Opinion polls show four front runners.  They include two Islamists, the Muslim Brotherhood's Mohamed Morsi and independent Abdel Moneim Aboul Fotouh, and two members of the old guard - veteran diplomat Amr Moussa and former Air Force commander Ahmed Shafik.  Another candidate, socialist Hamdeen Sabahi has also been emerging in recent polls.

Religion has been central to most campaigns, but Cairo University student Howaida Magdi wishes otherwise. She says she's a Muslim, but she focuses on politics.  Religion, she says, is everyone's personal choice, but it's “not the way to judge politicians.”

There are other key issues - the faltering economy and ongoing instability, with continuing protests, crackdowns and crime - issues that play into the campaigns of Moussa and Shafik who emphasize a return to order.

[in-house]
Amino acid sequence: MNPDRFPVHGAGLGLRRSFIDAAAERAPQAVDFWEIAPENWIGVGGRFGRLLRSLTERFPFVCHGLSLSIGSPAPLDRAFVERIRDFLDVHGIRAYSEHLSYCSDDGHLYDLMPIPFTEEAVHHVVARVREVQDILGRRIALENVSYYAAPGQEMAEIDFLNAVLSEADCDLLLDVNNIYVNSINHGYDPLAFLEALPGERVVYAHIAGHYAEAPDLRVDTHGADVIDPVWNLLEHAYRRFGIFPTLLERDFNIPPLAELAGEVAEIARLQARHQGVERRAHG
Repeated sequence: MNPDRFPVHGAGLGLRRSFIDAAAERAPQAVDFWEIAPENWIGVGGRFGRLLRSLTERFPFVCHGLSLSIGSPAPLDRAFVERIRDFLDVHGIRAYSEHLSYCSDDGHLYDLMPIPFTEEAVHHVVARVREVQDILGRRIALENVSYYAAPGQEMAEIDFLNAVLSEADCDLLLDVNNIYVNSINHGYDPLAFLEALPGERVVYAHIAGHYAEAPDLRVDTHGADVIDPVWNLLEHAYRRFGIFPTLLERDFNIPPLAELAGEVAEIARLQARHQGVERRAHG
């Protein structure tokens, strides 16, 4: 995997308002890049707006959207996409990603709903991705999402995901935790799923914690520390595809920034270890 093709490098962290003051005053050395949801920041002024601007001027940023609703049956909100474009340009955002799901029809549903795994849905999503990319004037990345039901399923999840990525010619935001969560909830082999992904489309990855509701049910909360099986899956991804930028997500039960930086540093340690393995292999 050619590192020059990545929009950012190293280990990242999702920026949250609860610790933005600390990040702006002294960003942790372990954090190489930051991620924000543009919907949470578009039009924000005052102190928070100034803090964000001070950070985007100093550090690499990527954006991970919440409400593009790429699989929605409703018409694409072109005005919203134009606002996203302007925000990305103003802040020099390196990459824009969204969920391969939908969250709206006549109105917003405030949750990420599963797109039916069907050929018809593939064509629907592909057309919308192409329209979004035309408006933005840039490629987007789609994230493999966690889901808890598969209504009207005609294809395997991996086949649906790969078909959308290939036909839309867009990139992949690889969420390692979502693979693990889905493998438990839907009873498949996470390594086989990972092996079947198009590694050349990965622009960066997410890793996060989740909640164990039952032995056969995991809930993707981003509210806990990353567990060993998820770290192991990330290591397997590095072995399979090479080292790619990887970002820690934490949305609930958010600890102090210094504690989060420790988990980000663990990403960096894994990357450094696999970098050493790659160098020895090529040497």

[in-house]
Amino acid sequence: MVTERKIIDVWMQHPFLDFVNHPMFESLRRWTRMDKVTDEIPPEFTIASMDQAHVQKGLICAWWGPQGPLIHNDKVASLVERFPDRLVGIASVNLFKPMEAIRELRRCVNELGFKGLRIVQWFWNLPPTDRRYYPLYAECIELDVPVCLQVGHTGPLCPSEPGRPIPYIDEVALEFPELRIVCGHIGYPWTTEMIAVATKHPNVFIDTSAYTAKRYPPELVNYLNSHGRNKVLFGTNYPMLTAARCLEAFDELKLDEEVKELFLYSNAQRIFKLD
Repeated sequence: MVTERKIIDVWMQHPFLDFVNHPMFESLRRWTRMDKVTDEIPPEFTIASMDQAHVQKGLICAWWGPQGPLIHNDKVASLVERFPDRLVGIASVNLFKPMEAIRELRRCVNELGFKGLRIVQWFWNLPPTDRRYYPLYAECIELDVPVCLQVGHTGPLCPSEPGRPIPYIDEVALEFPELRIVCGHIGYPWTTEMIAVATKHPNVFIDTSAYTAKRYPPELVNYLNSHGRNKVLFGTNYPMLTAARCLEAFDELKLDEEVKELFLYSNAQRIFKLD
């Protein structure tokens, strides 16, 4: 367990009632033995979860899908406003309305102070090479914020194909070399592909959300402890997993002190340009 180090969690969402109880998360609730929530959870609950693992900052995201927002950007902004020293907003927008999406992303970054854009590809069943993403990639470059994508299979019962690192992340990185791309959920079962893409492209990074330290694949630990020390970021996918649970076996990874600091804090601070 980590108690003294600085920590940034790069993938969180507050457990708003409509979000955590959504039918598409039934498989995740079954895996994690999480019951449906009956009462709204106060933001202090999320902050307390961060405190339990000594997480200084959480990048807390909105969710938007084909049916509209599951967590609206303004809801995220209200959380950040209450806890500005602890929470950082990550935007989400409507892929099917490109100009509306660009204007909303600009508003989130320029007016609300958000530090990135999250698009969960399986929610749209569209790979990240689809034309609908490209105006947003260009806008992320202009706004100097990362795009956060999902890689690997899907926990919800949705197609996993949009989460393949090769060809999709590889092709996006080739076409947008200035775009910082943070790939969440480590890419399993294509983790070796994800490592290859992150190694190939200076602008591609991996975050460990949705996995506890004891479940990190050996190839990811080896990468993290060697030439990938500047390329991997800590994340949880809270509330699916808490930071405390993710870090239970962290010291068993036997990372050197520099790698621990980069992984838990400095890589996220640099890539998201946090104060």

For some Egyptians, like voter Galal, the transition has been overwhelming, something he hopes whoever wins, be they old guard, or Islamists, will fix.

"We're tired," he said. “Flour is sold on the black market, People do not fear God.”  He wants “the Egyptian nation to be united.”

  • Female Egyptians cast their votes during the second day of presidential elections in Cairo, May 24, 2012.
  • Former U.S. President Jimmy Carter shakes hands with an official from Al-Azhar in Cairo May 24, 2012. Carter is in Egypt as part of the mission of his Carter Center to monitor presidential elections.
  • An Egyptian man checks a list of voters in the country's presidential election at a polling site in the Zamalek neighborhood of Cairo, Egypt, May 23, 2012.
  • Post-revolution pride is on display outside voting stations, Cairo, Egypt, May 23, 2012. (Y. Weeks/VOA)
  • An Egyptian man holds a poster of former prime minister and presidential candidate Ahmed Shafiq, with Arabic that reads " Egypt for all", in front of a wall sprayed with anti-police graffiti in Cairo, May 22, 2012.